In general, the respondents to our survey offered a good overview of their activities within the projects: most were project coordinators (52.2%) or managers (14.9%), while only 9.3% of respondents defined themselves as researchers. Regarding the research areas of the surveyed projects, we obtained a picture similar to other studies [e.g. Kullenberg & Kasperowski, 2016]: indeed, the most represented domain was environmental issues (66.5%) and, more specifically, biodiversity (35.6%), while the field of citizen social sciences was underrepresented, comprising only 2.7% of the total. Concerning further structural variables, the surveyed projects were quite recent at the time of data collection: 65.6% of them was just four years old, with more than one out of three being brand new projects that started in 2020. Nonetheless, 18.5% of the projects are long-lasting (i.e., ten years old or more); among them, more than half (11.46% of our sample) were governed by NGOs. Projects led by universities and research institutions, on the contrary, tended to be more recent (less than four years old), corresponding to 44.58% of the total. We infer, then, that institutional science growingly embraces CS as an approach to contribute to scientific knowledge creation, at least in the EU, Switzerland, and the UK.
Within this context, we investigated what CS projects are doing in terms of communication strategies in order to understand to what extent CS is already promoting participation through a dialogical relationship with different societal actors.
We will describe the communication features of projects in relation to other recorded variables, such as structural features (age of the project, country in which the project is based, type of funding), and in connection with the experiences of other surveys and monitoring conducted in the past.
4.1 Communication channels chosen: communication preparedness
We recorded a marked preference for social media as well as the array of features possible on websites. We extrapolate a portrait of the surveyed projects as being well-equipped with tools for interacting with their audience. This is one side of the coin that we can call communication preparedness. Generally speaking, the projects showed a preparedness deploying a media apparatus, investing resources in self-promotion through digital communication channels much more than through non-digital or more traditional ones. Such preparedness seems to be furthermore inclined towards interactive tools.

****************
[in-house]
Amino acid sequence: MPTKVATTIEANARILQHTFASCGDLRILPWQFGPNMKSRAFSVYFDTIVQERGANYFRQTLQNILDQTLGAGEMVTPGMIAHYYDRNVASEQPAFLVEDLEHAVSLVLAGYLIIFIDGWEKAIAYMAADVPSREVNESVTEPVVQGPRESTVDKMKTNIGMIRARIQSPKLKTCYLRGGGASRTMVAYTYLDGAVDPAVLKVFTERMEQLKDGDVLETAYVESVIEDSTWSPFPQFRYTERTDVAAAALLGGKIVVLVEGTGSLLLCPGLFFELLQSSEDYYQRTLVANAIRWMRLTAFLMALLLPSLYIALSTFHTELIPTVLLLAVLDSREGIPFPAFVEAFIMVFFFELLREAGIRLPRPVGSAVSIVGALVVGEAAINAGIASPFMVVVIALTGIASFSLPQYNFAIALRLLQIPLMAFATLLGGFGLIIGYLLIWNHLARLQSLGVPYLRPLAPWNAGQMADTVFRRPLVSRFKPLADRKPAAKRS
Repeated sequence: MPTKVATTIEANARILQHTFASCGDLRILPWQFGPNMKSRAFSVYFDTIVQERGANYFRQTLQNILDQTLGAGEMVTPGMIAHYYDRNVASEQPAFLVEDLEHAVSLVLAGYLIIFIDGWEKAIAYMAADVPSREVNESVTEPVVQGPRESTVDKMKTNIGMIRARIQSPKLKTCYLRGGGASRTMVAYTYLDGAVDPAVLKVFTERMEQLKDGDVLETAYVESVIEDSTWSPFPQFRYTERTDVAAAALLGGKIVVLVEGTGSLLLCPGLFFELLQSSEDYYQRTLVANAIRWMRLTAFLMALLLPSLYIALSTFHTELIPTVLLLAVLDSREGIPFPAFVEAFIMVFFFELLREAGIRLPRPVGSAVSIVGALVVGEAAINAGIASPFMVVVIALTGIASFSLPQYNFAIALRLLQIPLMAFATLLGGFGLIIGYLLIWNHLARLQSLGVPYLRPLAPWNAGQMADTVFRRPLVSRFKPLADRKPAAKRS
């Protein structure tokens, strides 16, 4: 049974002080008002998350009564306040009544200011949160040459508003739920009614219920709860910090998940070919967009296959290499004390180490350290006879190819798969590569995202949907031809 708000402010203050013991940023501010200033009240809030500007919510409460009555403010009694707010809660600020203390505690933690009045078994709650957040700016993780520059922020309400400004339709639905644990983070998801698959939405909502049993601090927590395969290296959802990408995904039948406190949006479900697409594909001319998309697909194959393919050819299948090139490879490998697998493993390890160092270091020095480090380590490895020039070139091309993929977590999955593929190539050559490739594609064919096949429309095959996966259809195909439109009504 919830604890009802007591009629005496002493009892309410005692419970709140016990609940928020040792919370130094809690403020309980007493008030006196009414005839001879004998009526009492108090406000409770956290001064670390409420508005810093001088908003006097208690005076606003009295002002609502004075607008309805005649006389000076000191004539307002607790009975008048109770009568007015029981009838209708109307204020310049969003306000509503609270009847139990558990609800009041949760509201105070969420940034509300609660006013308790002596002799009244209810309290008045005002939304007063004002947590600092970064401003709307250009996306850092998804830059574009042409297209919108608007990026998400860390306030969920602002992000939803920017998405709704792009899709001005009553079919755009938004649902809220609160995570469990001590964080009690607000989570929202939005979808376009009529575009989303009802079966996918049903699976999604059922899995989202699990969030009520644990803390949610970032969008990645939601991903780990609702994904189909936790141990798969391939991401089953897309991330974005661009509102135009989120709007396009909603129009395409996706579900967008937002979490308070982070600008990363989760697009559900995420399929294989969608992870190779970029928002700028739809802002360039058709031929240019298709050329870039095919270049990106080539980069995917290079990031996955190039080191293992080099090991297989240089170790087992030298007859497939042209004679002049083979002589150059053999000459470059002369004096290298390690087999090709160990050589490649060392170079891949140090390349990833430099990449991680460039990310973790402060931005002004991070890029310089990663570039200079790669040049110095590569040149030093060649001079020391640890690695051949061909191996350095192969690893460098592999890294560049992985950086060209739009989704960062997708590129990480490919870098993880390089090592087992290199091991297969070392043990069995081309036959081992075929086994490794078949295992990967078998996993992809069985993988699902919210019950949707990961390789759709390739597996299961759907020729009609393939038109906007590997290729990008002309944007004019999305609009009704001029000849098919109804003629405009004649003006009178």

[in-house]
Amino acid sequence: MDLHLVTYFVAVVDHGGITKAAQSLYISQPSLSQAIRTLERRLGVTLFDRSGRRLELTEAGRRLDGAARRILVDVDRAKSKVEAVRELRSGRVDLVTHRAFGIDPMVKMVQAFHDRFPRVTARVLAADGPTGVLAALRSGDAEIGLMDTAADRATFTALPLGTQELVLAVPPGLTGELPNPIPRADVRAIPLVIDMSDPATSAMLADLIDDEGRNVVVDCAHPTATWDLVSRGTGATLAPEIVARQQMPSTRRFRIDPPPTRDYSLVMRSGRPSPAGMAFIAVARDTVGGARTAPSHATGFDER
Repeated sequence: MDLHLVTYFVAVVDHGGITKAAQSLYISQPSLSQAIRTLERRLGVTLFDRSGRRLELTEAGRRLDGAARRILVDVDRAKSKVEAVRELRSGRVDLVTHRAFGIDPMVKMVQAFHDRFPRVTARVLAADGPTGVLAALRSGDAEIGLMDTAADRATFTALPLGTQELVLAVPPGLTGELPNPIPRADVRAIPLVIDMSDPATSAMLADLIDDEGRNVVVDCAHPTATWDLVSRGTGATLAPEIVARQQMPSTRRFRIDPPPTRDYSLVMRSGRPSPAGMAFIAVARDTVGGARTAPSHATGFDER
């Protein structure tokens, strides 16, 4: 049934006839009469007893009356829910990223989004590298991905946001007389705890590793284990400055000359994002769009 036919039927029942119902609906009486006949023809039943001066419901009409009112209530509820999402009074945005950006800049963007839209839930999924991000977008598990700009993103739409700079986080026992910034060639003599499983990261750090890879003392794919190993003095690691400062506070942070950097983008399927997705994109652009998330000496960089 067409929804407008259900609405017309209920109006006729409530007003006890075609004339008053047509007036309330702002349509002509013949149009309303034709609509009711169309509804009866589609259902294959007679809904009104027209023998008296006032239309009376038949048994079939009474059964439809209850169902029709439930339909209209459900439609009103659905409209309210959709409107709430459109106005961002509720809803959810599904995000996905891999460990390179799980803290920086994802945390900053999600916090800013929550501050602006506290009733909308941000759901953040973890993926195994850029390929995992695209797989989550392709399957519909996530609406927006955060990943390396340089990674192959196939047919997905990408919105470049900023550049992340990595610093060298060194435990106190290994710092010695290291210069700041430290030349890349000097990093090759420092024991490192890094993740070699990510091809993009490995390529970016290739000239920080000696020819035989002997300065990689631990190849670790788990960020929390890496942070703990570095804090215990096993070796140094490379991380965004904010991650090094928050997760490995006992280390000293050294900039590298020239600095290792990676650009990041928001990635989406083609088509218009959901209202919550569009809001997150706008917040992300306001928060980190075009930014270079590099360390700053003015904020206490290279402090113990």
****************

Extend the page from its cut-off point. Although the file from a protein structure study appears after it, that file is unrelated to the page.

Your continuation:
The importance of digital technologies for communication stands out due to the high number of the CS projects surveyed using social media: 85.3% of projects claim to have at least one social media account and about 33% have three or more accounts. As reported by Science, Media, and the Public Research Group (SCIMEP) , scientists tend to use Facebook and Twitter on a daily basis for scientific-related activities (consulting and publishing); other studies confirm the centrality of Twitter as a key social media for dissemination and networking [Pavelle & Wilkinson, 2020; Liang et al., 2014]. The CS projects that replied to our survey are in line with this. We further recorded that the surveyed projects typically have a website (85% of the total), often including at least one of the following features: a FAQ section (38%), open calls/webinar services (34%), a forum (21%), and a chat feature (13.3%). Surveyed CS projects use or include social media as part of their advertisement strategy; indeed, through our questionnaire, we recorded the use of social media as the main way to publicly promote the projects (41%), which was more than other more traditional media, such as radio or TV (22%) or newspapers (25%). Moreover, most of the projects that invest in a single medium for advertisement (37 out of 50 cases) have an account dedicated to social media. This trend might have many reasons, such as free accessibility and ubiquity, making social media more successful compared to other communication paths.
We determined that there is personnel dedicated to social media management: specifically, 22% of the projects have a social media manager. This echoes the high rate of projects that have at least one member of staff with some kind of training in Science Communication (63%). We did not record specific differences among countries, although the subgroup of Spanish projects has the highest rate of social media managers (21 out of 60 projects). Nonetheless we have no evidence about the actual contents shared and the level of engagement of projects. In one case out of three, a staff member holds a master’s degree in Science Communication, a fact that confirms the preparedness but as pointed out by the literature this does not ensure a proper engagement with non-scientists or general public [Kouper, 2010; McClain, 2017]. This matches with a limited use of potentially two-way communication tools, such as instant messaging (WhatsApp or Telegram groups). Sixty-one percent of projects do not have one communication tool specifically for connecting with participants, regardless of the sub-groups. This current state of affairs leads us to affirm that, in general, CS projects are investing in digital media communication as a relevant part of their activities.